(A) The bell-shaped dose-response curve obtained in the WST-assay showed maximum cytotoxicity between a 50:1 and 5:1 ratio of NheB and NheC. (B) Increase of complex formation between NheB and NheC as detected by sandwich EIA, reaching maximum assay response above a 2.5:1 ratio. (C) Crosslinking analysis of the oligomerization of NheB and NheC. Purified NheB and rNheC were mixed at molar ratios of 1:1 (lane 3), 1:2 (lane 4) and 1:10 (lane 5), crosslinked and detected by NheC-specific MAb 3D6. Purified NheB (lane 1) and rNheC (lane 7) as well as NheB mixed with DSP (lane 2) and rNheC mixed with DSP (lane 6) served as controls. (D) Dot blot analysis of complex formation between NheB and NheC. The concentration of rNheC used for membrane coating is indicated on the horizontal axis, the concentration of NheB applied in the second step is shown on the vertical axis. Three to four independent experiments were performed for each combination and a representative blot is shown.
Complex Formation between NheB and NheC Enhances and Inhibits Cell Binding of NheB
In order to quantify the percentage of cell-bound NheB-C complexes, Vero cells were examined by flow cytometry (Fig. 7A, B). Cells were incubated with culture supernatant from MHI 1761 (producing NheB and NheC at a 10:1 ratio) with and without supplementation of rNheC. The supernatant was additionally analyzed by sandwich EIA for quantification of NheB as well as by the complex-specific sandwich EIA. Accordingly supernatants of the strains were diluted to a final concentration of app. 40 ng ml−1 NheB. Further experimental set-ups included i) no supplementation of rNheC, ii) supplementation of rNheC to achieve ratios between NheB and NheC of 1:1, 2.5:1 and 5:1. As the tripartite Nhe toxin is known to induce pore-formation on the target cells, all samples were assayed in the presence of propidium iodide (PI). Although the different treatments did not affect cell morphology and granulation as determined by forward scatter and side scatter signals, incubation with diluted MHI 1761 resulted in 5–10% cells positive for PI fluorescence. Effects caused by the supplementation of additional rNheC were analyzed in the PI negative cells only. The diluted MHI 1761 culture supernatant with a natural ratio between NheB and NheC (10:1) resulted in 63% ±5.22 cells positive for NheB binding. Adjusting NheB:NheC ratios to 5:1 and 2.5:1 by addition of rNheC, reduced the NheB signal to 26% ±2.44 and 13% ±3.04, respectively. Finally, a ratio between NheB and NheC of 1:1 gave a positive signal in only 4% ±1.24 of the cells.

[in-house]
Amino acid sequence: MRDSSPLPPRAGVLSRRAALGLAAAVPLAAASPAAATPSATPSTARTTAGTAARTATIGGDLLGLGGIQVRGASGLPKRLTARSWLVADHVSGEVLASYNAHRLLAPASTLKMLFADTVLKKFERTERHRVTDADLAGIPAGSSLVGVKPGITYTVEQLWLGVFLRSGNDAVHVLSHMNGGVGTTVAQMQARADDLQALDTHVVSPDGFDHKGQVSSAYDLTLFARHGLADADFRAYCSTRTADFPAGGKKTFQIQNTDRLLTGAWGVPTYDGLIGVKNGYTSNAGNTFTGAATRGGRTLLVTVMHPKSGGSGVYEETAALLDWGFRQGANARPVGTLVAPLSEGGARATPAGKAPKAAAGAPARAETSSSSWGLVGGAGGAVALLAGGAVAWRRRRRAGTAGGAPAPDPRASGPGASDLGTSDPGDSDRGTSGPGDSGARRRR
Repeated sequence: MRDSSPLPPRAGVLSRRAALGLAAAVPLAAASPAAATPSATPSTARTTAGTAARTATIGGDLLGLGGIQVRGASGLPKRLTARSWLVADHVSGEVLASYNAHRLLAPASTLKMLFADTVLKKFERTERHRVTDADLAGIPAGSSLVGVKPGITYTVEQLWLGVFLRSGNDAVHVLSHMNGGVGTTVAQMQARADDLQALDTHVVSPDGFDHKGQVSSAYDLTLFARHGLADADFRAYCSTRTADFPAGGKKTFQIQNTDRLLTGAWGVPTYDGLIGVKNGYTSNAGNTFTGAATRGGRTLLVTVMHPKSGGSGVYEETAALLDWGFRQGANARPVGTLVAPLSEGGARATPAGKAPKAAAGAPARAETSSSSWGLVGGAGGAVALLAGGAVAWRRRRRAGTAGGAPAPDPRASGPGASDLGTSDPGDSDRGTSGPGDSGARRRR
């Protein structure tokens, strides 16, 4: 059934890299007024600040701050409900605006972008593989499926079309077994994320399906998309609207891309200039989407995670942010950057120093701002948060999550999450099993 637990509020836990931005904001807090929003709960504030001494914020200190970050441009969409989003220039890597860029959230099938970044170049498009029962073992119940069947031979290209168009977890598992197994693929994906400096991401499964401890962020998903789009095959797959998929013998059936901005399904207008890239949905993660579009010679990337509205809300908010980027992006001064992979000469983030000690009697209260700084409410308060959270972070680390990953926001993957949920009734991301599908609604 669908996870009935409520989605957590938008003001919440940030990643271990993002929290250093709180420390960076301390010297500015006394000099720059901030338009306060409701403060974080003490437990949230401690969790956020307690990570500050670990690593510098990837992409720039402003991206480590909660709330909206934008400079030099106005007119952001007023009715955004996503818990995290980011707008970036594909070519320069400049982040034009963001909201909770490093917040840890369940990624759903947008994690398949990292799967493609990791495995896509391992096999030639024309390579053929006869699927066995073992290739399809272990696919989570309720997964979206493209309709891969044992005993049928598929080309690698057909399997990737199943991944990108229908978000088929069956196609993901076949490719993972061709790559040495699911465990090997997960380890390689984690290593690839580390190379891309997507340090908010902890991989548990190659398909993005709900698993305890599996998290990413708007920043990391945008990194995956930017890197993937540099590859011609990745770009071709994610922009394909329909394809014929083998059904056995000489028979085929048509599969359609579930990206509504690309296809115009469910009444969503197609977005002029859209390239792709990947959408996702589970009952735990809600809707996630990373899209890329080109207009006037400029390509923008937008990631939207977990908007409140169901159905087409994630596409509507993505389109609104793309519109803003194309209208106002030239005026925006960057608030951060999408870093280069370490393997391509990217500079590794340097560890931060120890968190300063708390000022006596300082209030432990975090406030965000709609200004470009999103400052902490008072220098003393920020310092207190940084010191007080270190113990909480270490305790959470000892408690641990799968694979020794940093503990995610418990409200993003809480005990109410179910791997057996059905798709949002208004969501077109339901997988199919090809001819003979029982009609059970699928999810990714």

(A) Decrease of NheB binding to Vero cells as determined by flow cytometry. (B) Histogram showing the overlay of NheB-specific fluorescence counts (FL1-H) for the isotype control (a), a 1:1 (b), 5:1 (c), and 10:1 (d) ratio between NheB and NheC.
Besides Hbl, Nhe represents a second tripartite enterotoxin involved in the etiology of B. cereus food poisoning . The nhe genes could be found in most B. cereus isolates –, and Nhe seems to be the most prevalent enterotoxin produced by B. cereus. Recent studies on the mode of action of Nhe ,  indicated that NheC is able to bind to NheB in solution and that both components can bind to cell membranes. Additionally, it was shown that the Nhe components require a specific binding order and NheC was mandatory in the priming step to achieve maximum cytotoxicity. Further in depth studies on the role of the interaction between NheB and NheC in Nhe-induced cytotoxicity were, however, hampered by the lack of powerful analytical tools such as monoclonal antibodies against the C-component.